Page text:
Recently, I read something that suggested, not only should you have a plan B to ensure success, but also a plan C and a plan D. Well, I am here to argue against the case for a Plan B. As for the others, if you don’t need a plan B, then it should go without saying that you don’t need them either.
One time, I attended a management training course and in one of the exercises we were asked to think of our own strengths and weaknesses. By the way, it is a good thing to do for yourself when you have some time. Just brainstorm a list of those things. If you run a business, do a full SWOT (Strengths, Weaknesses, Opportunities and Threats) and commit to doing them regularly. You would be amazed at how you can refocus your efforts once you become aware of your weaknesses.
Anyway, I remember listing ‘optimism’ as one of my strengths. When it came to weaknesses, it was not so easy to make the list. Not because I don’t think I have any – I certainly do have many weaknesses – but that is the very reason why the list can be so difficult to make. I mean, how do you pick out the top ones? Not so easy, eh? So what I did was to take each of the strengths and then try to see an associated weakness.
Now, as I said, I had listed ‘optimism’ as one of my strengths and I genuinely believe this attitude is indeed a strength, not a weakness (see here). However, I started thinking about what people who are not naturally optimistic would do that I didn’t, as an optimist. The answer I eventually came up with was that they would make contingency plans; in other words, they would have a plan B.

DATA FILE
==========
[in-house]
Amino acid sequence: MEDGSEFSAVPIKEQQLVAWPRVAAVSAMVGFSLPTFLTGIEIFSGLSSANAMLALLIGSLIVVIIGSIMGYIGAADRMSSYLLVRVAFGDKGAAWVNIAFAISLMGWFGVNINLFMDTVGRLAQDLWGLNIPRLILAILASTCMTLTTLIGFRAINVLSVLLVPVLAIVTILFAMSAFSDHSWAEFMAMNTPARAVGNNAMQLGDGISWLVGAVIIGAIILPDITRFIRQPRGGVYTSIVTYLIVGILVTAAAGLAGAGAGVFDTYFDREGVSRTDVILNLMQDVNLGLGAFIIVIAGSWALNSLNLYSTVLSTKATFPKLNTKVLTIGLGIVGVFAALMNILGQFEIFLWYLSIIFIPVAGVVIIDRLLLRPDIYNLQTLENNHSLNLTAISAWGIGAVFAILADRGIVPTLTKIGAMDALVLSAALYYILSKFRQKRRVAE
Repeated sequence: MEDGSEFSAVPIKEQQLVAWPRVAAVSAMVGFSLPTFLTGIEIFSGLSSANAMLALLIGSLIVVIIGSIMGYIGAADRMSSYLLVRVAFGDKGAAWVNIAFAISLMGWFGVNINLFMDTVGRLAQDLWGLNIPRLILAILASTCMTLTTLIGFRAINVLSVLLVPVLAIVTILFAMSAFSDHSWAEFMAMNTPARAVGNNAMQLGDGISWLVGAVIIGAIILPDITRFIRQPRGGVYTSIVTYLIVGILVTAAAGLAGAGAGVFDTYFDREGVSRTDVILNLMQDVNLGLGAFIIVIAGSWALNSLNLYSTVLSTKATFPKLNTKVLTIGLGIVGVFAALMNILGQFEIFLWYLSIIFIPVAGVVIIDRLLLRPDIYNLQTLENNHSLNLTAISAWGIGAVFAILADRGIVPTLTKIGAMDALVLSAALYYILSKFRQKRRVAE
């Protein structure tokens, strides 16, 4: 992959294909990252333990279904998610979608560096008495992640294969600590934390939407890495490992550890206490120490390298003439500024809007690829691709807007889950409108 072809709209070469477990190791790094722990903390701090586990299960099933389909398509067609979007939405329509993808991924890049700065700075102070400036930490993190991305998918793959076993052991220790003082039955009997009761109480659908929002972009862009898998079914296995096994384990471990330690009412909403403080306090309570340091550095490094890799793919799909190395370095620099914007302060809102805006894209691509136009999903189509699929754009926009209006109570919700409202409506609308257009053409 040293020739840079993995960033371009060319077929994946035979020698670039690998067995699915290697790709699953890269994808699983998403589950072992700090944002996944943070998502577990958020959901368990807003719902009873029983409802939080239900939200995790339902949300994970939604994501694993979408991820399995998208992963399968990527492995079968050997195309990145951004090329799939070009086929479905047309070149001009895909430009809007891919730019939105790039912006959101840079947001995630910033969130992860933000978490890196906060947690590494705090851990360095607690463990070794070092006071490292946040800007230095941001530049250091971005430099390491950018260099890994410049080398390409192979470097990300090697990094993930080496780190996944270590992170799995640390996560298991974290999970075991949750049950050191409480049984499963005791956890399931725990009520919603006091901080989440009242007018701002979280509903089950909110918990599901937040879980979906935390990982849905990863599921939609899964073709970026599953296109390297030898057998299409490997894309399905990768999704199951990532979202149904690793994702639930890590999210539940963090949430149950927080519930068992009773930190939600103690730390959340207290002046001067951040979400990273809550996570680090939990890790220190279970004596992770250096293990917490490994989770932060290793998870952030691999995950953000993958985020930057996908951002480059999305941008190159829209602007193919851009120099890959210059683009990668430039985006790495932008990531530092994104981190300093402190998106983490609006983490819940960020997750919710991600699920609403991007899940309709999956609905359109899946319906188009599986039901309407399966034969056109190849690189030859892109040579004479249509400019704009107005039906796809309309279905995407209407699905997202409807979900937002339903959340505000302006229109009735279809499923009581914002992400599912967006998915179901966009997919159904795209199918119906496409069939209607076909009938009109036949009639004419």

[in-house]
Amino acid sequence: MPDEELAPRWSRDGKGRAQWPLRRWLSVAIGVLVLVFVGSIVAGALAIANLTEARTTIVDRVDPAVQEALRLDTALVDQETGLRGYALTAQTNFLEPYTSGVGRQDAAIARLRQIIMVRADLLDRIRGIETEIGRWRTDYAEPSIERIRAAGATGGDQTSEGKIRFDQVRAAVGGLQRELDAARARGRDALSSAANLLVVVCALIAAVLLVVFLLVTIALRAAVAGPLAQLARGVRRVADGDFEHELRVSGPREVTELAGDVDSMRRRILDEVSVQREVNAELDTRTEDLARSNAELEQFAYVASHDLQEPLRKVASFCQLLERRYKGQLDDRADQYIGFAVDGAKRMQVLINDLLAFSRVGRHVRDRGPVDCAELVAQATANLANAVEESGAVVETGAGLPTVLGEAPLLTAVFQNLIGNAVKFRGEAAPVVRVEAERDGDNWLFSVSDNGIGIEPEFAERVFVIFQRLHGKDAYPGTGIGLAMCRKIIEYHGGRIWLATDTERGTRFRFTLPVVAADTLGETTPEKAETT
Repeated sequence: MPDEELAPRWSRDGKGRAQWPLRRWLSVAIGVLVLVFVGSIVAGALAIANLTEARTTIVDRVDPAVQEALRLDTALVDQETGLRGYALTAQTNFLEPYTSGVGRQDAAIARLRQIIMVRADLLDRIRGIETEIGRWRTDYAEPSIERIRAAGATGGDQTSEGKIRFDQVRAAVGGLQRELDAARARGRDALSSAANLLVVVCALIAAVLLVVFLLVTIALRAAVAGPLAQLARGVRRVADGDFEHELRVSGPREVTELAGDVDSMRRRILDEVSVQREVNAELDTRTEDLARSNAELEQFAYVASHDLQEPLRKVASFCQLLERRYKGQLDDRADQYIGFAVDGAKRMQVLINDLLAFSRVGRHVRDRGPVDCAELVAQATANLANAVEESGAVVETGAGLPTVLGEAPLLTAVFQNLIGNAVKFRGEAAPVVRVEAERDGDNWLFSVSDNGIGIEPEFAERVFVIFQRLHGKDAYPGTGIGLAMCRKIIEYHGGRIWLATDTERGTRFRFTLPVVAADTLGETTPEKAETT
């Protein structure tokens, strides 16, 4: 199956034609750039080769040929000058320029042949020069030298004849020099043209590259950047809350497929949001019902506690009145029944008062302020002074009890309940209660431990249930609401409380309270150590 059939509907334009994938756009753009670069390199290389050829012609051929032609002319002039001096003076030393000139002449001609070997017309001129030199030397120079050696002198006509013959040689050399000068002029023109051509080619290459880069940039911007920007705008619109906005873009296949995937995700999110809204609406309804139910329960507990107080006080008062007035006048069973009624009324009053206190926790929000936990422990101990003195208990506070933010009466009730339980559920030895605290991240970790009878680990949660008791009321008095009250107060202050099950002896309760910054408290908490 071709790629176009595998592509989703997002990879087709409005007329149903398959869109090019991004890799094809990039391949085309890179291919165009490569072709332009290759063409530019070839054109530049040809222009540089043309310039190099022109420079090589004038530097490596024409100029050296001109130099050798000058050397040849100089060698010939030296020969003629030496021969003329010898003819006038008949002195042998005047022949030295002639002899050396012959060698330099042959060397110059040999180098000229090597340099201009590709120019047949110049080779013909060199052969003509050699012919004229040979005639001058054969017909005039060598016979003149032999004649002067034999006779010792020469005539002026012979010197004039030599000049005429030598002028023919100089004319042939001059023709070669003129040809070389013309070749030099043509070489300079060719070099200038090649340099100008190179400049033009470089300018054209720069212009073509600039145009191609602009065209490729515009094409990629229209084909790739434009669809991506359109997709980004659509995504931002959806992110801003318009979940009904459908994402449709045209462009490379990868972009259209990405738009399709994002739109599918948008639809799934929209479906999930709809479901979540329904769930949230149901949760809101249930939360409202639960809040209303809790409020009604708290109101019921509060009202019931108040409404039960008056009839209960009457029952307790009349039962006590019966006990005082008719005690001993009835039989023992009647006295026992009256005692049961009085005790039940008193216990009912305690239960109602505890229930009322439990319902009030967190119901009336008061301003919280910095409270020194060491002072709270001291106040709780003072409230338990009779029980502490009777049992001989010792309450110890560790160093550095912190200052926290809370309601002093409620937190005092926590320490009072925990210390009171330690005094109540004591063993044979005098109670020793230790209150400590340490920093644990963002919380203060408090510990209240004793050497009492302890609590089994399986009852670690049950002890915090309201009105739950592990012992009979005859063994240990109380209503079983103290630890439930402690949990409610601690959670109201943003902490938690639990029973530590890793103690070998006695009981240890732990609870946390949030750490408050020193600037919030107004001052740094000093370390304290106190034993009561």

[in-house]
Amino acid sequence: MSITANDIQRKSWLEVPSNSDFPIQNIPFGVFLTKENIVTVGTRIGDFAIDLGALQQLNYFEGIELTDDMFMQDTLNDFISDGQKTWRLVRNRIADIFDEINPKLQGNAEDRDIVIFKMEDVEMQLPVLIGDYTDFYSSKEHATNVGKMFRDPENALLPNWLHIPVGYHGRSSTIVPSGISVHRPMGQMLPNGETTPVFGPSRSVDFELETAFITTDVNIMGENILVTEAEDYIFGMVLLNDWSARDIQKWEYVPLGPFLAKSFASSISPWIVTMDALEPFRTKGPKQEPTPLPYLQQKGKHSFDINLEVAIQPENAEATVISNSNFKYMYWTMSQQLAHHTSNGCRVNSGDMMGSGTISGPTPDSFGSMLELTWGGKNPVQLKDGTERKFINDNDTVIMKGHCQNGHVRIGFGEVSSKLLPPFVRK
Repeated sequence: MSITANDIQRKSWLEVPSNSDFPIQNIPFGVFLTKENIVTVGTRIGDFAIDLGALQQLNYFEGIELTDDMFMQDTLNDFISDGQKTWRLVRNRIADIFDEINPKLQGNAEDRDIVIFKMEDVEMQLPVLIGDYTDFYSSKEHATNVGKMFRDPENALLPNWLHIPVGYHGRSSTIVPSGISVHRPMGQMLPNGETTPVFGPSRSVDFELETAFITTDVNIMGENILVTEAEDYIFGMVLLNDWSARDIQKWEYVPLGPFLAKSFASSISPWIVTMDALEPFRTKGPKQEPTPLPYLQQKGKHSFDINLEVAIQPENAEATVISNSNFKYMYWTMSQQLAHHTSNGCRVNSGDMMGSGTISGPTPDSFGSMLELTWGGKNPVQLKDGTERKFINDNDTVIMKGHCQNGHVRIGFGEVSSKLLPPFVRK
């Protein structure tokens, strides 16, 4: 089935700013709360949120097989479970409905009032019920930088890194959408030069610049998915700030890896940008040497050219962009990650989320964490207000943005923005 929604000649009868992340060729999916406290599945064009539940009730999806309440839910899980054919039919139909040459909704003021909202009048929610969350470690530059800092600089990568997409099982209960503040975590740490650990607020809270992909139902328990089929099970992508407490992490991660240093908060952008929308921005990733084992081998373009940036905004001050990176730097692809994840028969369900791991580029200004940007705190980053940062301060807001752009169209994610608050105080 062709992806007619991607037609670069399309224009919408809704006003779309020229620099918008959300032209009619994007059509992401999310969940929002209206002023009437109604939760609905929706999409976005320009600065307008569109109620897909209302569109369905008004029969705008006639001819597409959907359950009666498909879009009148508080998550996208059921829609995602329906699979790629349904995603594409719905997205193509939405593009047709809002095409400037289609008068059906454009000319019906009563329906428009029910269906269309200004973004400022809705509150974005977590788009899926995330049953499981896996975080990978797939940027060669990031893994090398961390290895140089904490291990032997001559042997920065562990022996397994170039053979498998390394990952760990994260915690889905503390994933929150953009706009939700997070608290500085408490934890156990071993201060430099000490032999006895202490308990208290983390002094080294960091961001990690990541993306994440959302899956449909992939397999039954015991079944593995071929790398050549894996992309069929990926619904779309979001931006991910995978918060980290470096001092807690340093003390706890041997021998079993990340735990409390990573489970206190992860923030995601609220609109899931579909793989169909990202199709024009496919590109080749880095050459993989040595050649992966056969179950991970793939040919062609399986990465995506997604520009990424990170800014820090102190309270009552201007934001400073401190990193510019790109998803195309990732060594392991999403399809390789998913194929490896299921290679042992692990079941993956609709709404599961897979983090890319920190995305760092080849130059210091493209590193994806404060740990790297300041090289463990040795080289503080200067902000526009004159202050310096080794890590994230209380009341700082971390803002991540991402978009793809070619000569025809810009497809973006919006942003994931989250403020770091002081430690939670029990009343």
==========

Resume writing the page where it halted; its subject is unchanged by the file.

Over the years, I have lost count of the number of conversations I have had in both my business life and my private life where someone would ask, ‘what do we do if it doesn’t work?’ My answer has always been the same i.e. that it will work and that if some set of very unlikely circumstances conspire to scupper our plans, we’ll deal with the situation when it arises. That has always been my attitude. I have always felt that time spent on making a plan B is, essentially, time wasted and indeed, possibly a sign that we did not really believe in our plan A.
Of course, I do accept the need for contingency plans in very many situations. Business Continuity Planning is, or should be, an important part of any business. But when it comes to my own personal success planning, then plan B is always out the window. I don’t want or need a plan B. I want to dedicate the time and effort to plan A. I want to get it right, I want to refine it, I want to tweak it as we go and I want it to succeed. So I think that really, this attitude can be both a strength and a weakness, depending on the type of planning you are doing. When it comes to personal success, I neither want nor need a plan B.
So, as far as your personal success plans are concerned, do you have a plan B? If so, I wonder if you would describe yourself as an optimist; I would guess not. You would probably not wish to describe yourself as a pessimist either. My guess would be that you might describe yourself as a realist. Is there anything wrong with your plan B? Probably not. But my advice would be to take another look at your plan A. If you feel the need for plan B, then it may be a sign that you are not fully committed to plan A.